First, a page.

At the same time, a right-wing politician in Italy mocked Balotelli by way of a photoshop image of the footballer as a migrant picking crops in a field, and the respected newspaper, Gazzetto dello Sport, depicted him as King Kong atop Big Ben, a giant ape laying the English low. The paper claimed that it was a tribute to the player as one of the giants of the game, but later it apologised. Balotelli was said to be furious. No wonder. This kind of thing continues. In October a Stoke fan called the Italian a monkey and was banned. There is seemingly no escape. He gets racially abused and inside, perhaps, the rage builds.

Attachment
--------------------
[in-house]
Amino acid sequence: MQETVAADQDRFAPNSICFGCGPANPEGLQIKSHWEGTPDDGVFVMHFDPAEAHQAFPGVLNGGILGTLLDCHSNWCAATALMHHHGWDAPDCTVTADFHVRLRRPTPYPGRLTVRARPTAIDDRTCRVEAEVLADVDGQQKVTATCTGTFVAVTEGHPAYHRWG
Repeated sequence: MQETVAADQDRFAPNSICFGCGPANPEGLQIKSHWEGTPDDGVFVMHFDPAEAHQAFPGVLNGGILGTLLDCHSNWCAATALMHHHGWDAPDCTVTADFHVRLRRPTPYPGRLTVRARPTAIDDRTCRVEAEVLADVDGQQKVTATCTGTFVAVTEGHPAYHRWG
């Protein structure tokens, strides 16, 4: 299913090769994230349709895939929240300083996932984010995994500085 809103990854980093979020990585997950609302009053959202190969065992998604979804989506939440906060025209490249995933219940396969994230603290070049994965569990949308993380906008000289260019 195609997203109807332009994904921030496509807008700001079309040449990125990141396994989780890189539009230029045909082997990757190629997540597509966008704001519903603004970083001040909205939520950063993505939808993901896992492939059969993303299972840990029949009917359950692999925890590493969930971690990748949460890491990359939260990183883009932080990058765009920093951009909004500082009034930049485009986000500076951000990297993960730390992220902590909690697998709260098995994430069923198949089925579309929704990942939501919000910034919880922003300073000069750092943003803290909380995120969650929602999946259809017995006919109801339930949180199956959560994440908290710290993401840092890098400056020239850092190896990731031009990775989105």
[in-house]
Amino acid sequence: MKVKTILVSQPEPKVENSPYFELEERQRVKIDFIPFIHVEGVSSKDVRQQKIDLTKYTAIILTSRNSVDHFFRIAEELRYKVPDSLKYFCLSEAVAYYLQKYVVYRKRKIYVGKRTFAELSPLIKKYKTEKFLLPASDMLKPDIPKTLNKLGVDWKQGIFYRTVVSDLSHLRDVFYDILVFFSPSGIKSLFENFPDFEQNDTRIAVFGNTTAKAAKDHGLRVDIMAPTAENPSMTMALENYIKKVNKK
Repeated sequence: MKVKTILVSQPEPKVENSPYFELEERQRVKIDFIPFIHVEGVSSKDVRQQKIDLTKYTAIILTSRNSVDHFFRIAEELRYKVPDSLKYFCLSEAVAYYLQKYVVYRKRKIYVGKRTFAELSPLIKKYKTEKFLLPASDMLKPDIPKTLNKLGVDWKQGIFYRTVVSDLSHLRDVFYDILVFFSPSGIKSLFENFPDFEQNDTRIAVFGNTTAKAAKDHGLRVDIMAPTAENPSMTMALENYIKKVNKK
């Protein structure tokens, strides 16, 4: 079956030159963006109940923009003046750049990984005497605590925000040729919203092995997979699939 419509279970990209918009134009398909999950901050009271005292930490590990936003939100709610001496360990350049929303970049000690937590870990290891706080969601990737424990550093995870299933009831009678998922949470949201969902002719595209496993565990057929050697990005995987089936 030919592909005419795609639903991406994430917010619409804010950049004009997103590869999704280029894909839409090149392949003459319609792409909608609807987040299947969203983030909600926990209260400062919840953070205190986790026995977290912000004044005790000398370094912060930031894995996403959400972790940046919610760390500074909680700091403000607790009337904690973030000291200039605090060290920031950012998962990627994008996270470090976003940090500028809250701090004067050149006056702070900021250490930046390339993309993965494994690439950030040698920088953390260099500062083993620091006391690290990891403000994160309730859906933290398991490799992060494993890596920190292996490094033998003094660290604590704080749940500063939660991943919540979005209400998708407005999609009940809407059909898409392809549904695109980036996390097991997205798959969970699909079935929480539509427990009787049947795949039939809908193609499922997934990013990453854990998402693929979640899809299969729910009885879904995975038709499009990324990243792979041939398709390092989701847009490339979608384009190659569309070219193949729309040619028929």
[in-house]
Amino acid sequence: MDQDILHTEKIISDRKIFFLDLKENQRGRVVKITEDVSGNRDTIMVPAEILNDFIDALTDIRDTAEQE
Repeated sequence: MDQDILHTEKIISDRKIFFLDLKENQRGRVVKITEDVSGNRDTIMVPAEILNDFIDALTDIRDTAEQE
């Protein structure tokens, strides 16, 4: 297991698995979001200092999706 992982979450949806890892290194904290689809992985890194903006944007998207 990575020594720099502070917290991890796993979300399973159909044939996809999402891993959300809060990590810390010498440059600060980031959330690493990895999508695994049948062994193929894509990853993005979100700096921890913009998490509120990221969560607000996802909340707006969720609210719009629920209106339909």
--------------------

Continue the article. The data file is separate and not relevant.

What is the greatest crime here? Balotelli’s indiscipline and ego or the way he has been treated in the football stadiums of Europe? There is no doubt that the guy is a hard man to love – and even to defend – but the spats, the objectionable prima donna routine, are as nothing when compared to the injustices against him. “Why Always Me?” It’s a statement he is mocked for now because people see it as a manifestation of his self-pity. But, when looked at through the prism of racism, it’s a legitimate question. And one we should all ponder.